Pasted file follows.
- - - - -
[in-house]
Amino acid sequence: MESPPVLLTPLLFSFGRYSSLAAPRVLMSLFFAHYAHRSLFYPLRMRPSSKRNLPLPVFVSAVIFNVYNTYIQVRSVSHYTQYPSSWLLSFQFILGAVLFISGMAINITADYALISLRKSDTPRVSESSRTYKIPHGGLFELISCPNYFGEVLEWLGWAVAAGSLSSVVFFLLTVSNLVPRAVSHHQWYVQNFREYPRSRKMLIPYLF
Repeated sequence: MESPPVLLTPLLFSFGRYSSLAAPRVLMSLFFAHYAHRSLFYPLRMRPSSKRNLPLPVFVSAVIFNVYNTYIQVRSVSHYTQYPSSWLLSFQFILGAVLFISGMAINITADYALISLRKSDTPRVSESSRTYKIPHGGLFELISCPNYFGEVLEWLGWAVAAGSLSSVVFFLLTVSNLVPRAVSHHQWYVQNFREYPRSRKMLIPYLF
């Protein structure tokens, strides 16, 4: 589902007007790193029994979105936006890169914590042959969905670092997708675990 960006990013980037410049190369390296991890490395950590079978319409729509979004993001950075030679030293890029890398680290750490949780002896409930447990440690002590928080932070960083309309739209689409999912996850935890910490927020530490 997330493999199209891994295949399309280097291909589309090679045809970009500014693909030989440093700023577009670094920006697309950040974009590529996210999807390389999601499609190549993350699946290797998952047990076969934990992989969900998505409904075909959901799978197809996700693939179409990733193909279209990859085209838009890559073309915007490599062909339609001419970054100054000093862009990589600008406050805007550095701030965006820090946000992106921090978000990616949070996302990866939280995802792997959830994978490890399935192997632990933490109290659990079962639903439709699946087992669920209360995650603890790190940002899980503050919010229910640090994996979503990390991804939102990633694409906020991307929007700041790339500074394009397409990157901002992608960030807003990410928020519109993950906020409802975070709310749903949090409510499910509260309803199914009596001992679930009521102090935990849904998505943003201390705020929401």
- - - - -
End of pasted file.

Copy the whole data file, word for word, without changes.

[in-house]
Amino acid sequence: MESPPVLLTPLLFSFGRYSSLAAPRVLMSLFFAHYAHRSLFYPLRMRPSSKRNLPLPVFVSAVIFNVYNTYIQVRSVSHYTQYPSSWLLSFQFILGAVLFISGMAINITADYALISLRKSDTPRVSESSRTYKIPHGGLFELISCPNYFGEVLEWLGWAVAAGSLSSVVFFLLTVSNLVPRAVSHHQWYVQNFREYPRSRKMLIPYLF
Repeated sequence: MESPPVLLTPLLFSFGRYSSLAAPRVLMSLFFAHYAHRSLFYPLRMRPSSKRNLPLPVFVSAVIFNVYNTYIQVRSVSHYTQYPSSWLLSFQFILGAVLFISGMAINITADYALISLRKSDTPRVSESSRTYKIPHGGLFELISCPNYFGEVLEWLGWAVAAGSLSSVVFFLLTVSNLVPRAVSHHQWYVQNFREYPRSRKMLIPYLF
């Protein structure tokens, strides 16, 4: 589902007007790193029994979105936006890169914590042959969905670092997708675990 960006990013980037410049190369390296991890490395950590079978319409729509979004993001950075030679030293890029890398680290750490949780002896409930447990440690002590928080932070960083309309739209689409999912996850935890910490927020530490 997330493999199209891994295949399309280097291909589309090679045809970009500014693909030989440093700023577009670094920006697309950040974009590529996210999807390389999601499609190549993350699946290797998952047990076969934990992989969900998505409904075909959901799978197809996700693939179409990733193909279209990859085209838009890559073309915007490599062909339609001419970054100054000093862009990589600008406050805007550095701030965006820090946000992106921090978000990616949070996302990866939280995802792997959830994978490890399935192997632990933490109290659990079962639903439709699946087992669920209360995650603890790190940002899980503050919010229910640090994996979503990390991804939102990633694409906020991307929007700041790339500074394009397409990157901002992608960030807003990410928020519109993950906020409802975070709310749903949090409510499910509260309803199914009596001992679930009521102090935990849904998505943003201390705020929401």